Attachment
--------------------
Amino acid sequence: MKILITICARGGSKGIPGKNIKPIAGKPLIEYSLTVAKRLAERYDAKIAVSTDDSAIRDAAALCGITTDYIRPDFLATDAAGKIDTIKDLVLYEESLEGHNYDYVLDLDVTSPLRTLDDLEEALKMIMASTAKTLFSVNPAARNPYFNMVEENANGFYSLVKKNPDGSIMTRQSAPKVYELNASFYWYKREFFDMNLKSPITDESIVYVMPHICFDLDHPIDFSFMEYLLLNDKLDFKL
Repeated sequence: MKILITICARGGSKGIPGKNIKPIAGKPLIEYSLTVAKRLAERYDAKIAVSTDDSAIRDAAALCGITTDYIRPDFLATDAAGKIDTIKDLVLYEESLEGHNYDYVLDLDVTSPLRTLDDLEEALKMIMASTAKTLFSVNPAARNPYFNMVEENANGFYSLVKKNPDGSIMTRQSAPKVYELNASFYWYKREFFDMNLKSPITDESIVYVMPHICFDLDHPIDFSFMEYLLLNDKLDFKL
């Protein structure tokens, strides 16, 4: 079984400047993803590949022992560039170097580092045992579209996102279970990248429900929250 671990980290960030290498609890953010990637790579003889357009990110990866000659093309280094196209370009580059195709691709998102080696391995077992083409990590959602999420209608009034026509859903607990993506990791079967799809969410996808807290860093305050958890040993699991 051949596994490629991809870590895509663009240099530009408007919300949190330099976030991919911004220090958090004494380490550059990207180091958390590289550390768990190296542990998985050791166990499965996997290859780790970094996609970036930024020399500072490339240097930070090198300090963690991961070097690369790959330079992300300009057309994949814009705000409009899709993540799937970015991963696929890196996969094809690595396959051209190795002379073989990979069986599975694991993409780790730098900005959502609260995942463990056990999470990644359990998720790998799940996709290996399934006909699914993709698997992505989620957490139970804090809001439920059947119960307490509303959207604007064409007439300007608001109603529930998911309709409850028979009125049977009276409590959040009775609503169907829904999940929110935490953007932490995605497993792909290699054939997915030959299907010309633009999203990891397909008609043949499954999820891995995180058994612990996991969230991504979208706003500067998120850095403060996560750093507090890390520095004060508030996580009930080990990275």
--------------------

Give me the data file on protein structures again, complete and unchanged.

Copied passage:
Amino acid sequence: MKILITICARGGSKGIPGKNIKPIAGKPLIEYSLTVAKRLAERYDAKIAVSTDDSAIRDAAALCGITTDYIRPDFLATDAAGKIDTIKDLVLYEESLEGHNYDYVLDLDVTSPLRTLDDLEEALKMIMASTAKTLFSVNPAARNPYFNMVEENANGFYSLVKKNPDGSIMTRQSAPKVYELNASFYWYKREFFDMNLKSPITDESIVYVMPHICFDLDHPIDFSFMEYLLLNDKLDFKL
Repeated sequence: MKILITICARGGSKGIPGKNIKPIAGKPLIEYSLTVAKRLAERYDAKIAVSTDDSAIRDAAALCGITTDYIRPDFLATDAAGKIDTIKDLVLYEESLEGHNYDYVLDLDVTSPLRTLDDLEEALKMIMASTAKTLFSVNPAARNPYFNMVEENANGFYSLVKKNPDGSIMTRQSAPKVYELNASFYWYKREFFDMNLKSPITDESIVYVMPHICFDLDHPIDFSFMEYLLLNDKLDFKL
């Protein structure tokens, strides 16, 4: 079984400047993803590949022992560039170097580092045992579209996102279970990248429900929250 671990980290960030290498609890953010990637790579003889357009990110990866000659093309280094196209370009580059195709691709998102080696391995077992083409990590959602999420209608009034026509859903607990993506990791079967799809969410996808807290860093305050958890040993699991 051949596994490629991809870590895509663009240099530009408007919300949190330099976030991919911004220090958090004494380490550059990207180091958390590289550390768990190296542990998985050791166990499965996997290859780790970094996609970036930024020399500072490339240097930070090198300090963690991961070097690369790959330079992300300009057309994949814009705000409009899709993540799937970015991963696929890196996969094809690595396959051209190795002379073989990979069986599975694991993409780790730098900005959502609260995942463990056990999470990644359990998720790998799940996709290996399934006909699914993709698997992505989620957490139970804090809001439920059947119960307490509303959207604007064409007439300007608001109603529930998911309709409850028979009125049977009276409590959040009775609503169907829904999940929110935490953007932490995605497993792909290699054939997915030959299907010309633009999203990891397909008609043949499954999820891995995180058994612990996991969230991504979208706003500067998120850095403060996560750093507090890390520095004060508030996580009930080990990275």